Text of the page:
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Hydrothermal Center 'Aquavox' / Otxotorena

  • Architects: Juan M. Otxotorena, Mariano González Presencio, Luis Tena Núñez
  • Location: Pamplona, Navarre, Spain
  • Colaboradores: Gloria Herrera, Catalina Delgado
  • Area: 4454.0 sqm
  • Year: 2009
  • Photography: Cortesia de Otxotorena

Courtesy of Otxotorena Courtesy of Otxotorena Courtesy of Otxotorena Courtesy of Otxotorena

Bionand Building / Planho

© Alejandro González
© Alejandro González
  • Architects: Planho - Emiliano Rodríguez, Enrique Vallecillos, Manuel Pérez
  • Location: Málaga, Andalusia, Spain
  • Area: 6,762 sqm
  • Year: 2008
  • Photographs: Alejandro González

© Alejandro González © Alejandro González © Alejandro González © Alejandro González

Alchemist Concept Store / Rene Gonzalez Architect

© Michael Stavaridis
© Michael Stavaridis
  • Architects: Rene Gonzalez Architect
  • Location: Miami Beach, Florida
  • Architect In Charge: Rene Gonzalez
  • Associate: Monica Vazquez
  • Project Director: Kevin Regalado
  • Mep Engineer: Vidal and Associates
  • Contractor: Aaron Builders and Development
  • Lightning: G2J
  • Area: 2500.0 ft2
  • Photographs: Michael Stavaridis

© Michael Stavaridis © Michael Stavaridis © Michael Stavaridis © Michael Stavaridis

Ghost Cities Around the World

Hashima Island © Flickr User CC filmmaker in Japan
Hashima Island © Flickr User CC filmmaker in Japan

This post is by Cian O' Driscoll, the writer of a lifestyle blog called Raconteur Living that explores architecture and popular culture. Cian is currently undergoing a Master of Science in Architecture at Cork Institute of Technology, Ireland.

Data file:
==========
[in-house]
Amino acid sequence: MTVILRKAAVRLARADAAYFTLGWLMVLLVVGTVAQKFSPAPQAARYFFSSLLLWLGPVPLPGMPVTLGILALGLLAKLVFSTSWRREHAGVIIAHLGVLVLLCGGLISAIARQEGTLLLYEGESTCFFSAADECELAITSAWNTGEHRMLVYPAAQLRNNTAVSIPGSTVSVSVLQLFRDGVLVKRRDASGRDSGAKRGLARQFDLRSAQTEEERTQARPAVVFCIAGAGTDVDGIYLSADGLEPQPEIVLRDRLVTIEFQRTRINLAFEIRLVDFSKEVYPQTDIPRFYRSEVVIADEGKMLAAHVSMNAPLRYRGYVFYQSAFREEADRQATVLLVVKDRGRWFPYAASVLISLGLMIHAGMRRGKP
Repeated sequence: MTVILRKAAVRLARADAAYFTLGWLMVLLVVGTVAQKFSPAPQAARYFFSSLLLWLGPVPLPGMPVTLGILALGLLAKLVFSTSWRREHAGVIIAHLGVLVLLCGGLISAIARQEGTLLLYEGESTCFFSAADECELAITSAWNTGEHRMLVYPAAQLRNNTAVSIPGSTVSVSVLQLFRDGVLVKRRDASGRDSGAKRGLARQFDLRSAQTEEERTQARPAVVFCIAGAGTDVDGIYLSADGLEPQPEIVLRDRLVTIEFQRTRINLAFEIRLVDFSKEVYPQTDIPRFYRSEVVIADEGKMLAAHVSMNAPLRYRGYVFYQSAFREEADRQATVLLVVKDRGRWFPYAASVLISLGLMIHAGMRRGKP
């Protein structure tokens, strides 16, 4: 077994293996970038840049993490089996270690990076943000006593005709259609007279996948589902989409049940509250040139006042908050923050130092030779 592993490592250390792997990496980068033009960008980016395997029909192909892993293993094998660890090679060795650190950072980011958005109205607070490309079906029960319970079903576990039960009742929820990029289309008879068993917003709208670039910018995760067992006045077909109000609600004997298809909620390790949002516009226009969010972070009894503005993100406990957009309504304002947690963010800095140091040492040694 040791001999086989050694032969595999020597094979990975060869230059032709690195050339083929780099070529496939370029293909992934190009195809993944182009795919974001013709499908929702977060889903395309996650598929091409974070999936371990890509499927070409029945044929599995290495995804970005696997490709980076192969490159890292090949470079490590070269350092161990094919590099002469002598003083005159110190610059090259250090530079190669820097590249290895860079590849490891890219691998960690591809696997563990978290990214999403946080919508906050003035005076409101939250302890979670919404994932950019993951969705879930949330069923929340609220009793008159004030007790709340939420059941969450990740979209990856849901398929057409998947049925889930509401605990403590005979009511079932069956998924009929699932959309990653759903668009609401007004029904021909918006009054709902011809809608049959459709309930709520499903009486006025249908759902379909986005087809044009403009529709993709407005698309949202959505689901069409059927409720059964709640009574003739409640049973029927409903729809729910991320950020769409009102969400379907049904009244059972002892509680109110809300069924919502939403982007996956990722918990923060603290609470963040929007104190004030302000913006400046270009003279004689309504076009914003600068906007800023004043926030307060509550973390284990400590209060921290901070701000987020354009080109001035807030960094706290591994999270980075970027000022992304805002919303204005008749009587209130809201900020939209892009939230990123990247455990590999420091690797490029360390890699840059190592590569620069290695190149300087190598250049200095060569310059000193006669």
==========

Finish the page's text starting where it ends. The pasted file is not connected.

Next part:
Abandoned cities are an unfortunate consequence of life and growth on our planet. The reasons for abandoning a city are as varied as the people who once inhabited their buildings and walked their streets. Many of these cities are forgotten and simply line the pages of history. Some are examples of poor urban planning; some the result of the depletion of natural resources, while others are poignant reminders of the fragility of life in a nuclear world. 

Below are some striking images of abandoned cities from around the world. Many of these cities have been abandoned for decades, however, due to rapid growth and expansion, particularly in China, we are now in an era of “modern” abandoned cities. 

Read the stories behind these modern-day ghost towns, after the break... 

12 Houses in Icod / daolab

  • Architects: daolab
  • Location: Icod de los Vinos, Tenerife, Spain
  • Architect In Charge: David Arias Aldonza, Cristina del Buey García
  • Area: 1900.0 sqm
  • Project Year: 2012
  • Photographs: Esaú Acosta

© Esaú Acosta © Esaú Acosta © Esaú Acosta © Esaú Acosta

Contour Crafting Picks Up Speed

In 2006, Dr. Behrokh Khoshnevis, professor at the University of Southern California, introduced the world to Contour Crafting: the idea of applying Computer Aided Design and 3D Printing to homes and eventually larger buildings. As Dr. Khoshnevis explains in this TED Talk, Contour Crafting uses a giant 3D printer that hangs over a designated space and robotically builds up the walls of that building with layers of concrete. The robot can paint the walls and tile surfaces and even knows to construct plumbing and electrical wiring as it goes (Dvice). The idea is that by automating the construction process - one of the only processes humans still do largely by hand - homes will be cheaper and more quickly erected, with significantly lower labor costs. More importantly, Khoshnevis believes that Contour Crafting is essential to creating a more "dignified" architecture by eliminating slums in developing countries and aiding areas in the immediate aftermath of a natural disaster. 

Casa TdM / Bbats+Tirado

  • Architects: Silvia Barbera Correia, Cristóbal Tirado Luchsinger
  • Location: Barcelona, Spain
  • Collaborators: Agustin Pinedo, Luisa Santos, Ignacia Balart
  • Area: 235.0 sqm
  • Year: 2006
  • Photography: Francisco Nogueira

© Francisco Nogueira © Francisco Nogueira © Francisco Nogueira © Francisco Nogueira

Obama Appoints Michael Graves to Key Administration Post

© Michael Graves & Associates
© Michael Graves & Associates